Beef Exports Lose Traction

US beef and beef variety meat exports lost traction in May, with volume and value falling below year-earlier levels, according to USDA data compiled by the US Meat Export Federation.

Year-to-date export values, at $2.68 billion, continue to edge last year’s $2.64 billion by about 2%.  However, the 2015 5-month total volume of 430,393 tonnes falls about 10% short of the 2014 volume of 479,344 tonnes.

For May, the US exported 88,486 tonnes of beef and beef variety meats, down 14,481 tonnes, or 14.1%, from 102,967 tonnes in May 2014.

The value of those exports was pegged at $556.7 million, down 32,533 tonnes, or 5.52%, from $589.3 million a year ago.  It was the first dip below a year ago since January.

The Cattlemen’s Beef Promotion and Research Board said the January-through-May beef exports equaled about 13% of total beef production and 10% of muscle cuts.  These were down 14% and 10.6%, respectively.




Beef exports to South Korea were a bright spot for the US export program in May, rising 5% in volume from a year ago to 9,740 tonnes from 9,269 a year earlier.  Exports to South Korea were up 11% in value to $64.8 million from 58.5 million a year earlier.

However, an outbreak of Middle East Respiratory Syndrome among Korean cattle has taken on a somewhat larger-than-life role among consumers there, cutting into consumer spending and potentially cutting June beef demand.

“Although MERS is not a food-safety issue, its impact on Korea’s restaurant sector was dramatic in June,” said Philip Seng, USMEF president and CEO, in a Beef Board release.  “Fortunately, our staff in Korea reports that the situation has improved significantly this month, with consumer activity beginning to return to normal.  We expect beef demand in the Korean market – which is one of our strongest performers in 2015 – to rebound fairly quickly.”

South Korean domestic beef prices also hit near-term highs in June, reflecting relatively tight supplies, the Beef Board said.




Lack of US beef access to China, which remains closed since the 2003 US case of Bovine Spongiform Encephalopathy, or Mad Cow disease, is a lamentable issue for US markets, Seng said.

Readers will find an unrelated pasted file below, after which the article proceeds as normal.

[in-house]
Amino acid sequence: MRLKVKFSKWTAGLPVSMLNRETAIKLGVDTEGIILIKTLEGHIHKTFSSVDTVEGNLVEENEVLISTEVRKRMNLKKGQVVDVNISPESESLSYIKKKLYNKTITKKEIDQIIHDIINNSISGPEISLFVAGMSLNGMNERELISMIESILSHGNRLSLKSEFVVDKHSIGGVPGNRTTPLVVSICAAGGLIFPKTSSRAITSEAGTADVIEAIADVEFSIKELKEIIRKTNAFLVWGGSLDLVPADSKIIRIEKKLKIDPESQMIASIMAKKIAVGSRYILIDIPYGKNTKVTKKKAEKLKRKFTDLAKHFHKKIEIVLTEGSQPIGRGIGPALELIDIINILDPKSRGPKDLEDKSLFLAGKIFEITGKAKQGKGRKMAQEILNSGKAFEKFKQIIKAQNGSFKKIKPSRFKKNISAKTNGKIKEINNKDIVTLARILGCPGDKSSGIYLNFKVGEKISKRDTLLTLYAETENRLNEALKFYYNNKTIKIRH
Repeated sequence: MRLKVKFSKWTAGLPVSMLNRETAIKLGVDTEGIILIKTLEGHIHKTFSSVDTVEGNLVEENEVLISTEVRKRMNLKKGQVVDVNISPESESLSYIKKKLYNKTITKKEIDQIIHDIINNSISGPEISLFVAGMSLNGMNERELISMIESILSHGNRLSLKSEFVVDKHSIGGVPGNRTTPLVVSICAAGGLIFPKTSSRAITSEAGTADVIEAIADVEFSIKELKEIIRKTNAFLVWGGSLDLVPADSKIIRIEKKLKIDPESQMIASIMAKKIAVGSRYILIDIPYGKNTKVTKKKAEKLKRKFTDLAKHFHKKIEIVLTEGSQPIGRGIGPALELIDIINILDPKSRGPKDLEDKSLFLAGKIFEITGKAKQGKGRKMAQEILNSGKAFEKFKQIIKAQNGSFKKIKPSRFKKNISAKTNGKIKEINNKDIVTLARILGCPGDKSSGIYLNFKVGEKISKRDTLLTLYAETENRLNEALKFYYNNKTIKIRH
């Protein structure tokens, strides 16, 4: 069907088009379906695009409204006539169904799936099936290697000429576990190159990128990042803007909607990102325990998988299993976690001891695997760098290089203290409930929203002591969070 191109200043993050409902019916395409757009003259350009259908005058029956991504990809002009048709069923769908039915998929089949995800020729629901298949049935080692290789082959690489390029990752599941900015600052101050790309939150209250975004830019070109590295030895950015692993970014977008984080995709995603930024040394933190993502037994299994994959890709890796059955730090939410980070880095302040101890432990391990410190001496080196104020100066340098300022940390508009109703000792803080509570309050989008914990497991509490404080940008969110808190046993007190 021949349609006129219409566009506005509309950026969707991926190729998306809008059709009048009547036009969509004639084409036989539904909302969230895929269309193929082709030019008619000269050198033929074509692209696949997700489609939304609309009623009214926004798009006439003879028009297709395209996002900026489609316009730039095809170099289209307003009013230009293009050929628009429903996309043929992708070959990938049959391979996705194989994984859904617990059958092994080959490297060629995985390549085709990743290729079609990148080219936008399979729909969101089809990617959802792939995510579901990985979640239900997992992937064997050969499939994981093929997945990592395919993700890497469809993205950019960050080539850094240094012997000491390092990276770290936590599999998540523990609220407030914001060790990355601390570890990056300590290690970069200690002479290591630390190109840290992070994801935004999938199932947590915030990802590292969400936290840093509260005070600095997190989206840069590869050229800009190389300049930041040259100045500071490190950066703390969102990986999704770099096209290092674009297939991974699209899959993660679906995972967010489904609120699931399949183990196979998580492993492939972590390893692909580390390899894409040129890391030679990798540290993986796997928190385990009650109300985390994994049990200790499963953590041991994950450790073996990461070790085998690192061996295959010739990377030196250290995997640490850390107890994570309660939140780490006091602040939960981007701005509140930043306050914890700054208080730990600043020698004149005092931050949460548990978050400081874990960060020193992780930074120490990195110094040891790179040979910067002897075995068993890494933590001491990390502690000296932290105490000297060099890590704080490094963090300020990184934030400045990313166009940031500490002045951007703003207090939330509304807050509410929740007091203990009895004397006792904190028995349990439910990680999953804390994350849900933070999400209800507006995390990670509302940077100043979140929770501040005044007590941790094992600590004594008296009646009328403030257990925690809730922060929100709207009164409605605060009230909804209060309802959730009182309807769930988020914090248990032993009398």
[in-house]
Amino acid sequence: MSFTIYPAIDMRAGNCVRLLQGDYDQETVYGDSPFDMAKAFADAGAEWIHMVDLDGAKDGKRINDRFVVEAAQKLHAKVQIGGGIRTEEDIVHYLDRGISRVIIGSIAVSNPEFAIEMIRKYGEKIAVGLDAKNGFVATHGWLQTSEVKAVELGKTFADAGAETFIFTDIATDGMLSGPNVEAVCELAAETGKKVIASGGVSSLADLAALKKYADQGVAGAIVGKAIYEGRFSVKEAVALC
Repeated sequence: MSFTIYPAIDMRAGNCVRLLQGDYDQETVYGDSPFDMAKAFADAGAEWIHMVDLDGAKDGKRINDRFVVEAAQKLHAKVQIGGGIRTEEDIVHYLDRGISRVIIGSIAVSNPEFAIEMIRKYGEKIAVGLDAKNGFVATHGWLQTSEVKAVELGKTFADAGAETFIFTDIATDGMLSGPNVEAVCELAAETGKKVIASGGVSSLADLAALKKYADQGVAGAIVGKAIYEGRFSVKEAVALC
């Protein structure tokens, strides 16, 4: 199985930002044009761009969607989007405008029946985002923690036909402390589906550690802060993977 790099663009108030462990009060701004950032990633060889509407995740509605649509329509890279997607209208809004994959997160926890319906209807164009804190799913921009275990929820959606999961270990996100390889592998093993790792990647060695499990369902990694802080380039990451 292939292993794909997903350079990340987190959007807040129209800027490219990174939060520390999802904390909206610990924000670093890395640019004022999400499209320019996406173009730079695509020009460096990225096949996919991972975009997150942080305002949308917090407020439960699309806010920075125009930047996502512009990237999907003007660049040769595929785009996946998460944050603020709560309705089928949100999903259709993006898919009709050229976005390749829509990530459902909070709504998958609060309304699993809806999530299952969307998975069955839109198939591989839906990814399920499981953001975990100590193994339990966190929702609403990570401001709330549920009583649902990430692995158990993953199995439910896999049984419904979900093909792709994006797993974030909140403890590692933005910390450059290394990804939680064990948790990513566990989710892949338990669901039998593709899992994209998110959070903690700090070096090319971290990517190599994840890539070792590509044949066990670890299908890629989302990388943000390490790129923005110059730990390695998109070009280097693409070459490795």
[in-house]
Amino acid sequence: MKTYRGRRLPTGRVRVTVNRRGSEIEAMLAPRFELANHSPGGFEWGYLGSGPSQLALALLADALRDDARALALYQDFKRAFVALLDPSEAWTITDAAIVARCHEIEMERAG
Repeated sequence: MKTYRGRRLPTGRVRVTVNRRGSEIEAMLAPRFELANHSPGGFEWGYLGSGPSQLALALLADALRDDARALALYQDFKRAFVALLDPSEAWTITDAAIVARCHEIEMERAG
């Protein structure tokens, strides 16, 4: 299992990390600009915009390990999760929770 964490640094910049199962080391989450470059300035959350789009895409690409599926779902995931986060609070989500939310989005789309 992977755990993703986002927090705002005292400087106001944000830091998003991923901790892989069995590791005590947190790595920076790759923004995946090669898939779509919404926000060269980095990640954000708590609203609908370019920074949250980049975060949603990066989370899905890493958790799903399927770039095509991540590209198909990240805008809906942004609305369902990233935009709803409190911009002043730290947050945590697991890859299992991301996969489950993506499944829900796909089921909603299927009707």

China’s large and growing market, and its influence on global beef trade is growing rapidly, while the US is relegated to spectator status as countries like Australia expand their beef and cattle business with this market.




Pork and pork variety meat exports also slipped in May to 184,865 tonnes from 188,030 tonnes a year earlier.  These exports were valued at $489.2 million, compared with $599.6 million.

Year-to-date pork exports also are slipping.  The USDA said the US exported 910,967 tonnes through May, down 6% from the 964,631 exported in the year-ago period.

Those pork and pork variety meat exports were valued at $2.42 billion, down about 15% from $2.84 billion in the 2014 period.




Cash fed cattle markets Tuesday were quiet with bids surfacing at $144 per cwt on a live basis in Kansas.  No bids were reported in Nebraska’s dressed market.  Asking prices were $150 live and $240 dressed.

The number of cattle offered for sale this week was thought to be lower overall, which could give sellers a little leverage in this week’s negotiations.

Cattle prices last week fell about $2 per cwt to mostly $148 on a live basis.  Cattle in dressed-basis markets sold for $234 to $236, down $2 to $4.  Trading was thought to be moderately active.

The USDA’s beef cutout value Tuesday was lower, with the choice product at $233.32 per cwt, down $0.51.  Select was reported at $230.01, off $0.21.

The CME Feeder Cattle Index for the seven days ended Monday was $217.62 per cwt, down $1.24.